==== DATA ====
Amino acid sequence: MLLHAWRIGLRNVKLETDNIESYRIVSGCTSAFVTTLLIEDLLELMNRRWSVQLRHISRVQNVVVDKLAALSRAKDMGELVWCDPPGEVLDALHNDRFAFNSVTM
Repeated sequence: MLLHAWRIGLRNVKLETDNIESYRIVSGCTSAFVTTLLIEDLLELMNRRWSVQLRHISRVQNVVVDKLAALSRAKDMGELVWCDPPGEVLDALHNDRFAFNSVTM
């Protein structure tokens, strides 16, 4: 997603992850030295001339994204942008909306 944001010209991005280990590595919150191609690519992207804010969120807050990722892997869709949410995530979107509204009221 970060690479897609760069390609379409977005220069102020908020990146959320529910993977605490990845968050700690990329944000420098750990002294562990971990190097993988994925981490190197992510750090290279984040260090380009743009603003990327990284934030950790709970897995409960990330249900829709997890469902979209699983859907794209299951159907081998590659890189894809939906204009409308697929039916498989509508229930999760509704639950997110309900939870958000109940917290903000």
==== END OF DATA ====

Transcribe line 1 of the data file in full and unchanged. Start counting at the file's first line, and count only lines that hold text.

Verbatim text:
Amino acid sequence: MLLHAWRIGLRNVKLETDNIESYRIVSGCTSAFVTTLLIEDLLELMNRRWSVQLRHISRVQNVVVDKLAALSRAKDMGELVWCDPPGEVLDALHNDRFAFNSVTM